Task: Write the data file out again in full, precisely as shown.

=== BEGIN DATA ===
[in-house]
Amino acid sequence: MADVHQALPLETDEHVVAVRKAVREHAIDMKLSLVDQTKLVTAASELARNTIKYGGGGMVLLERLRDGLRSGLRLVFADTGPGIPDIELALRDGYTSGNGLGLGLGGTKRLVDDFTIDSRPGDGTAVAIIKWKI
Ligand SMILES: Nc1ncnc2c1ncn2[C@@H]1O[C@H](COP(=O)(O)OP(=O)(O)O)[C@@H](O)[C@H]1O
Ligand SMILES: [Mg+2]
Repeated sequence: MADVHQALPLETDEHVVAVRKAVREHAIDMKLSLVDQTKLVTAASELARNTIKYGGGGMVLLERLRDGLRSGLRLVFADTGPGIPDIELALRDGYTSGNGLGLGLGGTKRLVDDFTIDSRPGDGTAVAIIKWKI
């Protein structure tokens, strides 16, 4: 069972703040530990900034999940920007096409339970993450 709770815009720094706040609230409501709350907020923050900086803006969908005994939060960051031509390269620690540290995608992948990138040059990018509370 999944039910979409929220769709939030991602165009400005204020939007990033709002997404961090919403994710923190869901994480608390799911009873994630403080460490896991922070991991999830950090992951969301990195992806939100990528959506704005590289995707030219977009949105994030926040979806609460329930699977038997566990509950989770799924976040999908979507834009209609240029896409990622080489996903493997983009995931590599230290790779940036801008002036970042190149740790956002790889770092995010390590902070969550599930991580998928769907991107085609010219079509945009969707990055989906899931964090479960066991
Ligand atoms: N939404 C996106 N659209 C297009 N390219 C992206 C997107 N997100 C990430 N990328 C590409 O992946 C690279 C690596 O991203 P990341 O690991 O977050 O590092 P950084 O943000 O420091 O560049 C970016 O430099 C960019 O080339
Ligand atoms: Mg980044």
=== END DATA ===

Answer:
[in-house]
Amino acid sequence: MADVHQALPLETDEHVVAVRKAVREHAIDMKLSLVDQTKLVTAASELARNTIKYGGGGMVLLERLRDGLRSGLRLVFADTGPGIPDIELALRDGYTSGNGLGLGLGGTKRLVDDFTIDSRPGDGTAVAIIKWKI
Ligand SMILES: Nc1ncnc2c1ncn2[C@@H]1O[C@H](COP(=O)(O)OP(=O)(O)O)[C@@H](O)[C@H]1O
Ligand SMILES: [Mg+2]
Repeated sequence: MADVHQALPLETDEHVVAVRKAVREHAIDMKLSLVDQTKLVTAASELARNTIKYGGGGMVLLERLRDGLRSGLRLVFADTGPGIPDIELALRDGYTSGNGLGLGLGGTKRLVDDFTIDSRPGDGTAVAIIKWKI
């Protein structure tokens, strides 16, 4: 069972703040530990900034999940920007096409339970993450 709770815009720094706040609230409501709350907020923050900086803006969908005994939060960051031509390269620690540290995608992948990138040059990018509370 999944039910979409929220769709939030991602165009400005204020939007990033709002997404961090919403994710923190869901994480608390799911009873994630403080460490896991922070991991999830950090992951969301990195992806939100990528959506704005590289995707030219977009949105994030926040979806609460329930699977038997566990509950989770799924976040999908979507834009209609240029896409990622080489996903493997983009995931590599230290790779940036801008002036970042190149740790956002790889770092995010390590902070969550599930991580998928769907991107085609010219079509945009969707990055989906899931964090479960066991
Ligand atoms: N939404 C996106 N659209 C297009 N390219 C992206 C997107 N997100 C990430 N990328 C590409 O992946 C690279 C690596 O991203 P990341 O690991 O977050 O590092 P950084 O943000 O420091 O560049 C970016 O430099 C960019 O080339
Ligand atoms: Mg980044």